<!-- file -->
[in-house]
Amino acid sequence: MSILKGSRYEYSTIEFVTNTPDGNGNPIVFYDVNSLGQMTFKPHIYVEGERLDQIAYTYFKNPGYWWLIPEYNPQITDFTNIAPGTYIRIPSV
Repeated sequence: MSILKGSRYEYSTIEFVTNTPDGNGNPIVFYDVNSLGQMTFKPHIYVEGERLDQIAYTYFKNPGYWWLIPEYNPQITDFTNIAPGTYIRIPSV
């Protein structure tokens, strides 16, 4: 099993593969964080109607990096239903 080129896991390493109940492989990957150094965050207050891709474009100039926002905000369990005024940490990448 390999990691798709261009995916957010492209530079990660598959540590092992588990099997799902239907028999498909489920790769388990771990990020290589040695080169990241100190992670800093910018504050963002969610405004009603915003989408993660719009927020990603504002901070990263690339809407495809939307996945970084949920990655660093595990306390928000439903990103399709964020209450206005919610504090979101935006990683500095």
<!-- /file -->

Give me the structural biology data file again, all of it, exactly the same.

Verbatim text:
[in-house]
Amino acid sequence: MSILKGSRYEYSTIEFVTNTPDGNGNPIVFYDVNSLGQMTFKPHIYVEGERLDQIAYTYFKNPGYWWLIPEYNPQITDFTNIAPGTYIRIPSV
Repeated sequence: MSILKGSRYEYSTIEFVTNTPDGNGNPIVFYDVNSLGQMTFKPHIYVEGERLDQIAYTYFKNPGYWWLIPEYNPQITDFTNIAPGTYIRIPSV
């Protein structure tokens, strides 16, 4: 099993593969964080109607990096239903 080129896991390493109940492989990957150094965050207050891709474009100039926002905000369990005024940490990448 390999990691798709261009995916957010492209530079990660598959540590092992588990099997799902239907028999498909489920790769388990771990990020290589040695080169990241100190992670800093910018504050963002969610405004009603915003989408993660719009927020990603504002901070990263690339809407495809939307996945970084949920990655660093595990306390928000439903990103399709964020209450206005919610504090979101935006990683500095």